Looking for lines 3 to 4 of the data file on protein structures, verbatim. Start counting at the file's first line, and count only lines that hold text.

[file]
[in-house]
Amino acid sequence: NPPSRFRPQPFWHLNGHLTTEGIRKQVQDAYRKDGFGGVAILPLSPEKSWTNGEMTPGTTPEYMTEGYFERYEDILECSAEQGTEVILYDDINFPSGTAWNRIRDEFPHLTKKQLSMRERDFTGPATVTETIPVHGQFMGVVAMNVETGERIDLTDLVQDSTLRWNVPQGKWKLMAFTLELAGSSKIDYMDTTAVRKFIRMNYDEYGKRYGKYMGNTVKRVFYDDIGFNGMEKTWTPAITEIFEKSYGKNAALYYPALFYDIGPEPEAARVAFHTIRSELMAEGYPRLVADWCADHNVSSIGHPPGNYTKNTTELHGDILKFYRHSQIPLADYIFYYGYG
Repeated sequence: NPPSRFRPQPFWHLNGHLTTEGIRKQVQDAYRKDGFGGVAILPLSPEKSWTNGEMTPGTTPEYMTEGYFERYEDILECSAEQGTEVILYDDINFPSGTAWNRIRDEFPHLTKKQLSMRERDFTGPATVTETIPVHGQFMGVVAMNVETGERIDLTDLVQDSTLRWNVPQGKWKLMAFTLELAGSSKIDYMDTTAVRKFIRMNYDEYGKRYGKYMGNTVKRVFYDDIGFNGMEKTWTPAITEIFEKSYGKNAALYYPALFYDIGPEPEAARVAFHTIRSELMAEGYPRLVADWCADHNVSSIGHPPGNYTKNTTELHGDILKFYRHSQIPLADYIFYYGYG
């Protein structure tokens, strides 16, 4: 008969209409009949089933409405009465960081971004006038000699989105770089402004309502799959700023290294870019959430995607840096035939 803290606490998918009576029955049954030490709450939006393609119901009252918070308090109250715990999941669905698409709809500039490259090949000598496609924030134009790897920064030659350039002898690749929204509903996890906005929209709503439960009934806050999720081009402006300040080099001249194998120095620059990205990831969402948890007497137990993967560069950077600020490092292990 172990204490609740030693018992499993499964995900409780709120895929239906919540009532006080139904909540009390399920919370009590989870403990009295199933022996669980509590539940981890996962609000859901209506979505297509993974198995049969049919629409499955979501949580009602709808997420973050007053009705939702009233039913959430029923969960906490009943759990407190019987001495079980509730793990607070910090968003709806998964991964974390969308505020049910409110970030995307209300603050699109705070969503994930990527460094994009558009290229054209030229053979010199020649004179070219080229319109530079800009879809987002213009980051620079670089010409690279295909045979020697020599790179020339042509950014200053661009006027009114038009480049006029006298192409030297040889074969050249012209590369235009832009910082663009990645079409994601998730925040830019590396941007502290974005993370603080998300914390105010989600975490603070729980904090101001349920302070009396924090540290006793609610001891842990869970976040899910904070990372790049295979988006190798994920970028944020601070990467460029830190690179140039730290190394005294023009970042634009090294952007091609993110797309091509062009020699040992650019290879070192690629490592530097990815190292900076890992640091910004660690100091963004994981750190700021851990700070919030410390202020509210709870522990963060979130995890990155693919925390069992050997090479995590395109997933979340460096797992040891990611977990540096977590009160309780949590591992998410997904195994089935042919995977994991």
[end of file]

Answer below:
Repeated sequence: NPPSRFRPQPFWHLNGHLTTEGIRKQVQDAYRKDGFGGVAILPLSPEKSWTNGEMTPGTTPEYMTEGYFERYEDILECSAEQGTEVILYDDINFPSGTAWNRIRDEFPHLTKKQLSMRERDFTGPATVTETIPVHGQFMGVVAMNVETGERIDLTDLVQDSTLRWNVPQGKWKLMAFTLELAGSSKIDYMDTTAVRKFIRMNYDEYGKRYGKYMGNTVKRVFYDDIGFNGMEKTWTPAITEIFEKSYGKNAALYYPALFYDIGPEPEAARVAFHTIRSELMAEGYPRLVADWCADHNVSSIGHPPGNYTKNTTELHGDILKFYRHSQIPLADYIFYYGYG
């Protein structure tokens, strides 16, 4: 008969209409009949089933409405009465960081971004006038000699989105770089402004309502799959700023290294870019959430995607840096035939 803290606490998918009576029955049954030490709450939006393609119901009252918070308090109250715990999941669905698409709809500039490259090949000598496609924030134009790897920064030659350039002898690749929204509903996890906005929209709503439960009934806050999720081009402006300040080099001249194998120095620059990205990831969402948890007497137990993967560069950077600020490092292990 172990204490609740030693018992499993499964995900409780709120895929239906919540009532006080139904909540009390399920919370009590989870403990009295199933022996669980509590539940981890996962609000859901209506979505297509993974198995049969049919629409499955979501949580009602709808997420973050007053009705939702009233039913959430029923969960906490009943759990407190019987001495079980509730793990607070910090968003709806998964991964974390969308505020049910409110970030995307209300603050699109705070969503994930990527460094994009558009290229054209030229053979010199020649004179070219080229319109530079800009879809987002213009980051620079670089010409690279295909045979020697020599790179020339042509950014200053661009006027009114038009480049006029006298192409030297040889074969050249012209590369235009832009910082663009990645079409994601998730925040830019590396941007502290974005993370603080998300914390105010989600975490603070729980904090101001349920302070009396924090540290006793609610001891842990869970976040899910904070990372790049295979988006190798994920970028944020601070990467460029830190690179140039730290190394005294023009970042634009090294952007091609993110797309091509062009020699040992650019290879070192690629490592530097990815190292900076890992640091910004660690100091963004994981750190700021851990700070919030410390202020509210709870522990963060979130995890990155693919925390069992050997090479995590395109997933979340460096797992040891990611977990540096977590009160309780949590591992998410997904195994089935042919995977994991």